Yeah, that's a great question. That was a really tough part of it. But how I did a lot of the memories, like the present day, how we shopped out all the present day stuff, it was a different visual style. It was slower push-ins, more composed, considered framing, center frame, a lot of symmetrical stuff. When we went into memories, we did it all handheld and I wanted it to feel really subjective, like we were right there with the characters and immersed. And what we did in a lot of those little snippets were improv. So I would set up a little bit of a scenario and Mahershala and Naomie, and the rest of the cast would riff off that. And they were just phenomenal at doing it and it was grueling for them. They were amazing how they did it.

Sometimes they were long, like it could be a 10-minute take, and in the end you end up seeing five, 10 seconds of it. But what I was really trying to capture were just these little textural, beautiful moments, spontaneous little things that might happen and try to get that into what ends up becoming a kind of textural feel that hopefully feels a little bit like we do sometimes, have memories in that fractured sort of way. So it was just working with great actors who were willing to trust me and go along with me for that ride.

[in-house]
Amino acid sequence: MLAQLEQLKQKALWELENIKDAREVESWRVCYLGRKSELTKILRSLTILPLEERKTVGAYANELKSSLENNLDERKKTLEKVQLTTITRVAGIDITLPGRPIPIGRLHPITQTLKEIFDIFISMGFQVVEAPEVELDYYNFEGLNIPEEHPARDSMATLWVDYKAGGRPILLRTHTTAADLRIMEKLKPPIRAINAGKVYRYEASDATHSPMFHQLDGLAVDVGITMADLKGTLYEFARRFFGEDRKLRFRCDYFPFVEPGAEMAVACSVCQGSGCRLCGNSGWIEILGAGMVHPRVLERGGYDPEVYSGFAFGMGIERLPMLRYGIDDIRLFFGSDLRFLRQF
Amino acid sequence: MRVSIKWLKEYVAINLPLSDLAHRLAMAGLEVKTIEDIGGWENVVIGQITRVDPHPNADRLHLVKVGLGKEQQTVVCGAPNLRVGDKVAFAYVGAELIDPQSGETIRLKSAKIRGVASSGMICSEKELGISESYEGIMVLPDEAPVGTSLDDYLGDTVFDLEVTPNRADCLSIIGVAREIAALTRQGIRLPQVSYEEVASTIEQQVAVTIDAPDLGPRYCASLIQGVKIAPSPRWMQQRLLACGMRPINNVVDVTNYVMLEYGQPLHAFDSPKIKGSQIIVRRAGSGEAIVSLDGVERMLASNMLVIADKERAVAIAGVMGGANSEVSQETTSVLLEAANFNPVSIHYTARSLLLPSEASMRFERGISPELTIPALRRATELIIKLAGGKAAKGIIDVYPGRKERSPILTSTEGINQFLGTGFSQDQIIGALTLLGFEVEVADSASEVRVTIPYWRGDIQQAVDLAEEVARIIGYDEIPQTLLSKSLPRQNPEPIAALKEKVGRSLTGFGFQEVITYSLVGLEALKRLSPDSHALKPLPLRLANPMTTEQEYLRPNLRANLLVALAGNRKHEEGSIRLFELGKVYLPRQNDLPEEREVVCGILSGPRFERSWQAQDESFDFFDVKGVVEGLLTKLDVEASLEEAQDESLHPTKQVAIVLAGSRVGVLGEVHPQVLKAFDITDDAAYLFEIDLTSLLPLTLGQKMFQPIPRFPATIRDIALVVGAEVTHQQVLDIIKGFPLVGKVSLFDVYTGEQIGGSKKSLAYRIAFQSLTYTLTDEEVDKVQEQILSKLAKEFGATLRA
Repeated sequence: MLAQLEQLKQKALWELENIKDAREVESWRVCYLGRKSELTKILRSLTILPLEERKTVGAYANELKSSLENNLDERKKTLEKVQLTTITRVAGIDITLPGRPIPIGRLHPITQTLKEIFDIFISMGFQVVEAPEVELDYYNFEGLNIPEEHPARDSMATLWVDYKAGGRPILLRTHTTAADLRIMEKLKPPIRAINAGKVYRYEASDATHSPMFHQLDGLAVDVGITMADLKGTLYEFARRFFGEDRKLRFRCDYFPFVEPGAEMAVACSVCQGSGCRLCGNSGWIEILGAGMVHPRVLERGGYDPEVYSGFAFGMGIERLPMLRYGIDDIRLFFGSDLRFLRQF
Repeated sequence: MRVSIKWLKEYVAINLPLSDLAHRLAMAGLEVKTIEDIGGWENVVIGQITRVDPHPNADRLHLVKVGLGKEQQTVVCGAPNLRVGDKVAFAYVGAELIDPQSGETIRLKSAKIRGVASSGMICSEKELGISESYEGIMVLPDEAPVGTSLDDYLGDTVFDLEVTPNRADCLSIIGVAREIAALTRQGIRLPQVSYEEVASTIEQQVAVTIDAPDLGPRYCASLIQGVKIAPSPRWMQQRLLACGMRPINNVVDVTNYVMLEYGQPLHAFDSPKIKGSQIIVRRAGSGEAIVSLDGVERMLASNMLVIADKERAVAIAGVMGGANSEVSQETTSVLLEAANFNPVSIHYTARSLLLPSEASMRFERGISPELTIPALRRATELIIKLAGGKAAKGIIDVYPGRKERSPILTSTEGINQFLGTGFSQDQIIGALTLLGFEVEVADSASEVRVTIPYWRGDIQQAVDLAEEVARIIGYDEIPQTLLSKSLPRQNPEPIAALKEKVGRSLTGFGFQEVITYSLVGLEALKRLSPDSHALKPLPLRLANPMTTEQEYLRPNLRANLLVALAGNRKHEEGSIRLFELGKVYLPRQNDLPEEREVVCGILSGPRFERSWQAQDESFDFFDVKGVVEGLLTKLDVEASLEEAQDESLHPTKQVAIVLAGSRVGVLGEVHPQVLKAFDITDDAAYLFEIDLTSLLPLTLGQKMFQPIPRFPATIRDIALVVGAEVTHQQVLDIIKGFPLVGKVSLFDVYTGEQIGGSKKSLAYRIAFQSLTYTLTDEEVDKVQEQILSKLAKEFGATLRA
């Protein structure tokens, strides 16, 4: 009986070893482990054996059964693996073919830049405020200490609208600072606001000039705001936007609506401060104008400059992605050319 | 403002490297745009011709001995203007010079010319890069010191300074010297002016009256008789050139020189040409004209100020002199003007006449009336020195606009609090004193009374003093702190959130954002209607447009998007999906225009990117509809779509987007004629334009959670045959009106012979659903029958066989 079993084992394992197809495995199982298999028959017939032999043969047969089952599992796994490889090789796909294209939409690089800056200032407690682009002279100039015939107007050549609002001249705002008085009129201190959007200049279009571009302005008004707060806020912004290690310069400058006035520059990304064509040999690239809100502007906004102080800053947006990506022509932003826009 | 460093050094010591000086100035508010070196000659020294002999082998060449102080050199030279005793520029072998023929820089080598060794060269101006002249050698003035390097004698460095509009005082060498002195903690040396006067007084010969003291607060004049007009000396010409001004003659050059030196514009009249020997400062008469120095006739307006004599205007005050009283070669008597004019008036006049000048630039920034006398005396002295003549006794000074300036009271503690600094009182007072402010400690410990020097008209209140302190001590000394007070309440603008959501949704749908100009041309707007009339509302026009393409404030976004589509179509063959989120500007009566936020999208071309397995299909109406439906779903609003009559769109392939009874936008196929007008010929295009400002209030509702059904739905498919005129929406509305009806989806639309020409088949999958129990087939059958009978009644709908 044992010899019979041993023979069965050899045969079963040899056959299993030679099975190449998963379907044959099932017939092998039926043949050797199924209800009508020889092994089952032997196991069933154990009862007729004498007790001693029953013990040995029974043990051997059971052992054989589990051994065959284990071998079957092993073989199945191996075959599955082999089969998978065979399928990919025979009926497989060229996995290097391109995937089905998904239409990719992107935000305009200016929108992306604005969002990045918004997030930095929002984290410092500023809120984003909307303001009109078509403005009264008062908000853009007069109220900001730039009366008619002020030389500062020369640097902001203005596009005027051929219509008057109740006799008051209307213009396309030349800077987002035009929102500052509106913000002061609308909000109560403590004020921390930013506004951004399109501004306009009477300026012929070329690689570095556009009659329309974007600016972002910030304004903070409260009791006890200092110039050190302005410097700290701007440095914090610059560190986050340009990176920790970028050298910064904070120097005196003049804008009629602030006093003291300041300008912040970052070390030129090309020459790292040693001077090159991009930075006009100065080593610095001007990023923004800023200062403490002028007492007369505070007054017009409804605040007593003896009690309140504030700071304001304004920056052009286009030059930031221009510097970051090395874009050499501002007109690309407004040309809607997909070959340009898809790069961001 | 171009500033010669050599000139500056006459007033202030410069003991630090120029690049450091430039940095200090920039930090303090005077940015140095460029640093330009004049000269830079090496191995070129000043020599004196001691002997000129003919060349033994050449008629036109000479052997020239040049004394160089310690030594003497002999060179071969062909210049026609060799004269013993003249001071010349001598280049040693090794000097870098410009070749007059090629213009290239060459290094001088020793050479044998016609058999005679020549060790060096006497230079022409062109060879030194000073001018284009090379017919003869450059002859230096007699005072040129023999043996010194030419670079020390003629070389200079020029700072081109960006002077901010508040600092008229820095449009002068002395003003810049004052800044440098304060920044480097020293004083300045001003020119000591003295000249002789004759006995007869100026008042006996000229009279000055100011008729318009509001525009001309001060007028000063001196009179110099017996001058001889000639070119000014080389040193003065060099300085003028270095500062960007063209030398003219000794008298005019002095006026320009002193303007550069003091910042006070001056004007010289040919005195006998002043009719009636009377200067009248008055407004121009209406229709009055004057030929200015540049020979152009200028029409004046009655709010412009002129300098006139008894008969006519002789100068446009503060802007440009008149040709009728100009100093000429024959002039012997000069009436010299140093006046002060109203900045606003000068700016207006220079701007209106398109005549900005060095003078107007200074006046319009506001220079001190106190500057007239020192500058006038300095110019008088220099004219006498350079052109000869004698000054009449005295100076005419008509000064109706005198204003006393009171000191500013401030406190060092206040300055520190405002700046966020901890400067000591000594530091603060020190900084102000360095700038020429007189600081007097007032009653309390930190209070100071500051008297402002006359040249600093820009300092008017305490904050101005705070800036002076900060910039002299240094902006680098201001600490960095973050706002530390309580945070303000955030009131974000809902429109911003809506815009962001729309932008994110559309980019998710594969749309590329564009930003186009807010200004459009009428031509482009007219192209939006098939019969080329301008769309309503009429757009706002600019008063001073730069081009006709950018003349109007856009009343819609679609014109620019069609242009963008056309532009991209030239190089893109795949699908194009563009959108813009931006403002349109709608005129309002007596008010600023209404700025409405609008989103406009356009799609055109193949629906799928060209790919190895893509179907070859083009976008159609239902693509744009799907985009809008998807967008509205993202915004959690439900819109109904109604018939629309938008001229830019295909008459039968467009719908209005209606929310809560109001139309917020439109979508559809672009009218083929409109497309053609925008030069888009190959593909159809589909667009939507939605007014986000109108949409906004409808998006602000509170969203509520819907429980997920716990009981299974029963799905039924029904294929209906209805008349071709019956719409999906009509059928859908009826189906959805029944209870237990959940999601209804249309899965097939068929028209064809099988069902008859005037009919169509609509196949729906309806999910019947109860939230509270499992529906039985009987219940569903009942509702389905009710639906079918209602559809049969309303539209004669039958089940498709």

"So many great clone movies out there, but I sort of wanted to find our own thing with it."

There's obviously a deep history of films about replicas. Did you study any of those movies when you were writing this one, looking for maybe structural things or things that you wanted to avoid?

We studied some of the technical elements of how people had shot one actor for two, quite a bit. We really researched how that was done before and which of those elements we'd take on. So from a very technical point of view, definitely, that was part of our research and technology's come along quite a bit now. But I was always hoping to do it in quite a simple way, but not for the structure of it, really – for the narrative structure, I would say. That wasn't really an area I looked at because I felt like I wanted to sort of find our own feet with that, and because it was such a human story and quite personal, I sort of wanted to go our own way with that. And I didn't know if there were other films that had done it the same way as ours. So many great clone movies out there, but I sort of wanted to find our own thing with it.

"Swan Song" premieres on AppleTV+ on December 17, 2021.